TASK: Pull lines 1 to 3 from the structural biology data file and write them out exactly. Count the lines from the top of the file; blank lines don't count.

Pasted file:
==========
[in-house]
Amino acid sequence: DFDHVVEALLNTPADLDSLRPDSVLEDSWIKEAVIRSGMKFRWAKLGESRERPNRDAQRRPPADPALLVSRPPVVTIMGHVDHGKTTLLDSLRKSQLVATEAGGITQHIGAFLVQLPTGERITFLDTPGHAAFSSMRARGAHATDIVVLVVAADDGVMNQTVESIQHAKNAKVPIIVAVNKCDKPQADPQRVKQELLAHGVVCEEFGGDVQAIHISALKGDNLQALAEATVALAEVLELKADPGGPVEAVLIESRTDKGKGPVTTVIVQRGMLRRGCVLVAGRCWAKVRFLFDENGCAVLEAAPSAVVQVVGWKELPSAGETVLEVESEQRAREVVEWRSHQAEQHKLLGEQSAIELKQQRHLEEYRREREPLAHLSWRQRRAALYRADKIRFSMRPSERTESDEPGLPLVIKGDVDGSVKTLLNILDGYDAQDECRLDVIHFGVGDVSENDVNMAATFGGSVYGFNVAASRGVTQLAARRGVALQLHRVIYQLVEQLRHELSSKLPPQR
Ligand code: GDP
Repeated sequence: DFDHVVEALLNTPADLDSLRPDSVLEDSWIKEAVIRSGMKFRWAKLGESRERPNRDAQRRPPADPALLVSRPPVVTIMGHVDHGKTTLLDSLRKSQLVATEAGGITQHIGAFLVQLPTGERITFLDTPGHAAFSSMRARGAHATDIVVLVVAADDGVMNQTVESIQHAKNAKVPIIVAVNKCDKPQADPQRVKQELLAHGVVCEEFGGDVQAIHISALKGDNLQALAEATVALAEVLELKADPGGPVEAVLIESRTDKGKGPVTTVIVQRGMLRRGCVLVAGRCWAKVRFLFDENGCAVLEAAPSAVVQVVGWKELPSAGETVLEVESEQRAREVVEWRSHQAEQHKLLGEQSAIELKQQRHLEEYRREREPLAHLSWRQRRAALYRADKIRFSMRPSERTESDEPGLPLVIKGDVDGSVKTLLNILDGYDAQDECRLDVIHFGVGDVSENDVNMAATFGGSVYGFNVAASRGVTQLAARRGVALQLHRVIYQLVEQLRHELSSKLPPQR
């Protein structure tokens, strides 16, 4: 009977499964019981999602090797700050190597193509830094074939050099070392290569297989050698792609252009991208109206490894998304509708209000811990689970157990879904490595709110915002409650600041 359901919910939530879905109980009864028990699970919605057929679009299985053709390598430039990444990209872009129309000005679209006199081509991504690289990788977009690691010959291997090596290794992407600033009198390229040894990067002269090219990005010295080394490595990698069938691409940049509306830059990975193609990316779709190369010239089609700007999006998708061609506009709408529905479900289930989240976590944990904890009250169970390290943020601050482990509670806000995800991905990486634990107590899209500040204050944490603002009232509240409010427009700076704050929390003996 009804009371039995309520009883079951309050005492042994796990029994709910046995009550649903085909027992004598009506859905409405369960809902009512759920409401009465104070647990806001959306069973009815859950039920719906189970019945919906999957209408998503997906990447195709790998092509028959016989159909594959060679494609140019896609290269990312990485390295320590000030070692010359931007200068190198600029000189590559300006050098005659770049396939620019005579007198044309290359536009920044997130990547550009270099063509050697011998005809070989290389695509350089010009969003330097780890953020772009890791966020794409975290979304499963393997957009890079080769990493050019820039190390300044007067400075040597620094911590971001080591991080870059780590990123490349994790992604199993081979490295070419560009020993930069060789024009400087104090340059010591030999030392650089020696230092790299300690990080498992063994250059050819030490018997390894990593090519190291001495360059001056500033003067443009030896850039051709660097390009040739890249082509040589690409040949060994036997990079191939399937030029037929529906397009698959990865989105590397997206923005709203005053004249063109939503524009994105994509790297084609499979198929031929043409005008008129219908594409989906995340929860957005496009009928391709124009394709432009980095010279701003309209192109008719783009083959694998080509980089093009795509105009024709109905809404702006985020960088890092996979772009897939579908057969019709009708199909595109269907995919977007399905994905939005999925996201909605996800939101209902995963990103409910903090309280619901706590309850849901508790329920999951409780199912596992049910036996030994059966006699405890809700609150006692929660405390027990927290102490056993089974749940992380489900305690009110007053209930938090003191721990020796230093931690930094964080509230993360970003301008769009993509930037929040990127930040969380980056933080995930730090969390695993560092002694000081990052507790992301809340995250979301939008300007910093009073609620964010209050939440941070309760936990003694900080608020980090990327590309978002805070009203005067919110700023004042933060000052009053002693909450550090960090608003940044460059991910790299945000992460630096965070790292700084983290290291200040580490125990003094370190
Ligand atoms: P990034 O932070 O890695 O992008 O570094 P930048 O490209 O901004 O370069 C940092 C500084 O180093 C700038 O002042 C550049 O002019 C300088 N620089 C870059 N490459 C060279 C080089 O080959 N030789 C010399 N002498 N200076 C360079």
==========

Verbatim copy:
[in-house]
Amino acid sequence: DFDHVVEALLNTPADLDSLRPDSVLEDSWIKEAVIRSGMKFRWAKLGESRERPNRDAQRRPPADPALLVSRPPVVTIMGHVDHGKTTLLDSLRKSQLVATEAGGITQHIGAFLVQLPTGERITFLDTPGHAAFSSMRARGAHATDIVVLVVAADDGVMNQTVESIQHAKNAKVPIIVAVNKCDKPQADPQRVKQELLAHGVVCEEFGGDVQAIHISALKGDNLQALAEATVALAEVLELKADPGGPVEAVLIESRTDKGKGPVTTVIVQRGMLRRGCVLVAGRCWAKVRFLFDENGCAVLEAAPSAVVQVVGWKELPSAGETVLEVESEQRAREVVEWRSHQAEQHKLLGEQSAIELKQQRHLEEYRREREPLAHLSWRQRRAALYRADKIRFSMRPSERTESDEPGLPLVIKGDVDGSVKTLLNILDGYDAQDECRLDVIHFGVGDVSENDVNMAATFGGSVYGFNVAASRGVTQLAARRGVALQLHRVIYQLVEQLRHELSSKLPPQR
Ligand code: GDP